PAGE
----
Strength Training: Building Shoulder and Back Muscles

Exercises for the shoulder and back

From the WebMD Archives

Your shoulders are involved in almost every movement of your arms. So you get plenty of opportunities to exercise them. But building back muscles requires more attention. Sure, your back muscles are at work whenever you’re standing, but challenging them with resistance requires movements you don’t make every day. For example, how often do you row a boat?

Exercises for building shoulder and back muscles

  • Rowing is an excellent way to build your back muscles. Gyms make this easier with a variety of machines that mimic the rowing motion. In rowing machines, you sit as though in a rowboat and pull a bar attached to weights toward you. This motion also requires you to push against a bar with your legs. Somerowing machines allow you to sit and pull a bar toward you, working your back muscles exclusively.
  • The lat pull down machine requires you to pull a bar downward behind your back, exercising your latissimus dorsi, or lat muscles, which extend from beneath the shoulders to the rib cage. These are the muscles that give bodybuilders the “V” shape they prize.
  • One-arm dumbbell rows are a safe, simple exercise for developing shoulder and upper back muscles. Place your left knee and your left hand with your left arm fully extended on a bench. Make sure your spine is almost parallel to the ground. With your right hand, lift a dumbbell, keeping your forearm at your side. (Don’t lift the dumbbell toward your chest.) Use a weight that allows you to repeat this motion 8 to 12 times. Repeat with the other arm.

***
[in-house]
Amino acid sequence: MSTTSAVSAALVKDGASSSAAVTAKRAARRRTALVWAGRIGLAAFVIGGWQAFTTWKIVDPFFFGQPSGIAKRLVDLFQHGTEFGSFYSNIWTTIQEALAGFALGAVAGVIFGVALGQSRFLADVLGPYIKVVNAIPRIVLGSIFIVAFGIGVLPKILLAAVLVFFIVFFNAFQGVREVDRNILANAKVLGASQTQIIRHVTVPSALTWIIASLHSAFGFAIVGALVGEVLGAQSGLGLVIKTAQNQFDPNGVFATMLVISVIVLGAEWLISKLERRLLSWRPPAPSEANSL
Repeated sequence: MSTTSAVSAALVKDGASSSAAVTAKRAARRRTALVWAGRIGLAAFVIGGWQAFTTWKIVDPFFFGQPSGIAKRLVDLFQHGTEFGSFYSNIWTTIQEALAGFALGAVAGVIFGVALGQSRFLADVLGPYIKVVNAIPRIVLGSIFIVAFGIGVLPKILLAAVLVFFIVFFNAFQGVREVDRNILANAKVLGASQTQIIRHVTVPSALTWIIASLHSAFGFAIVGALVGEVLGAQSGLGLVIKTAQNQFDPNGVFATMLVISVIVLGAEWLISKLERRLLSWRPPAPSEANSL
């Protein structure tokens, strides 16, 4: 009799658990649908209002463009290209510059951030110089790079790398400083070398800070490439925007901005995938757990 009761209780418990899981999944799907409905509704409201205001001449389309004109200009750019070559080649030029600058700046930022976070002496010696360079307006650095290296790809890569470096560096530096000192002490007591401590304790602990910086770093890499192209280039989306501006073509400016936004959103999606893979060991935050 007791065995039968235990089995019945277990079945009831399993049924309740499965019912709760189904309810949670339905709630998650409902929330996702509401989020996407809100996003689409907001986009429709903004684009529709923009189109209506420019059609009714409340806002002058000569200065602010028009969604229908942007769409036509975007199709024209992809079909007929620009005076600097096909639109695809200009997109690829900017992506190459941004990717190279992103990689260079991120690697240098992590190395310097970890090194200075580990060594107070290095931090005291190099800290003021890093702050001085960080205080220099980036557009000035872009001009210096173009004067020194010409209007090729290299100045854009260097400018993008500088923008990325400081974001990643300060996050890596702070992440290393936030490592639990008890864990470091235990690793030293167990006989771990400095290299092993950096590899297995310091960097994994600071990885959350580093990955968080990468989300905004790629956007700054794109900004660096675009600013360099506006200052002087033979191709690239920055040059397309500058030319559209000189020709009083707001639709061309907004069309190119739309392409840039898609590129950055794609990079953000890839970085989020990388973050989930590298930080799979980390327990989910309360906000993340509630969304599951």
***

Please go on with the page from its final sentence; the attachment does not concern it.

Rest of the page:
• An exercise that works the deltoid muscles at your shoulder is the shrug. Hold a barbell with your arms straight down, or hold a dumbbell in each hand, and then shrug your shoulders. This may sound easy, but with enough weight you will feel your muscles fatigue very rapidly.

When should you stop lifting weights? Never.

While weight lifting has long been associated with bodybuilders and athletes, it is essential for slowing the loss of muscle mass that is an inevitable part of aging. Studies have found that even extremely old people — 100 years old and more — benefit from lifting weights.

Continued

“Resistance training remains the most effective intervention for increasing muscle mass and strength in older people,” says Stephen E. Borst, PhD, of the Geriatric Research Education and Clinical Center of the Veterans Administration Medical Center in Gainesville, Florida.

The secret is to keep increasing the weight as your strength increases.

“I would recommend doing two or three sets of 8 to 12 reps,” says Gary R. Hunter, PhD, director of the physiology lab at the University of Alabama. “When you can do that, increase the weight. That’s the main advantage to resistance training — you can increase the resistance. They used to call it ‘progressive resistance training’ — you can increase the weight in small increments and allow your body to make adaptation to new stress.”

Resistance training has multiple benefits, according to Justin Keogh, a senior lecturer at the Institute of Sport and Recreation Research New Zealand, in Auckland. “Aerobic exercise is useful,” he says. “It can increase energy expenditure, result in fat loss, and improve cardiovascular fitness. However, if you wish to increase muscle and bone mass, as well as muscular strength, power, and endurance, weight training is the best option."

WebMD Feature Reviewed by Louise Chang, MD on December 08, 2009

Sources

SOURCES: Stephen E. Borst, PhD, Geriatric Research Education and Clinical Center, Veterans Administration Medical Center, Gainesville, Florida. Gary R. Hunter, PhD, director of the physiology lab, University of Alabama. Justin Keough, PhD, senior lecturer, Institute of Sport and Recreation Research New Zealand, Auckland. Michael J. Joyner, MD, physiologist, Mayo Clinic, Rochester, Minnesota. Chhanda Dutta, PhD, Geriatrics Program, National Institute on Aging, Bethesda, Maryland. Ben F. Hurley, PhD, professor of exercise physiology, University of Maryland.

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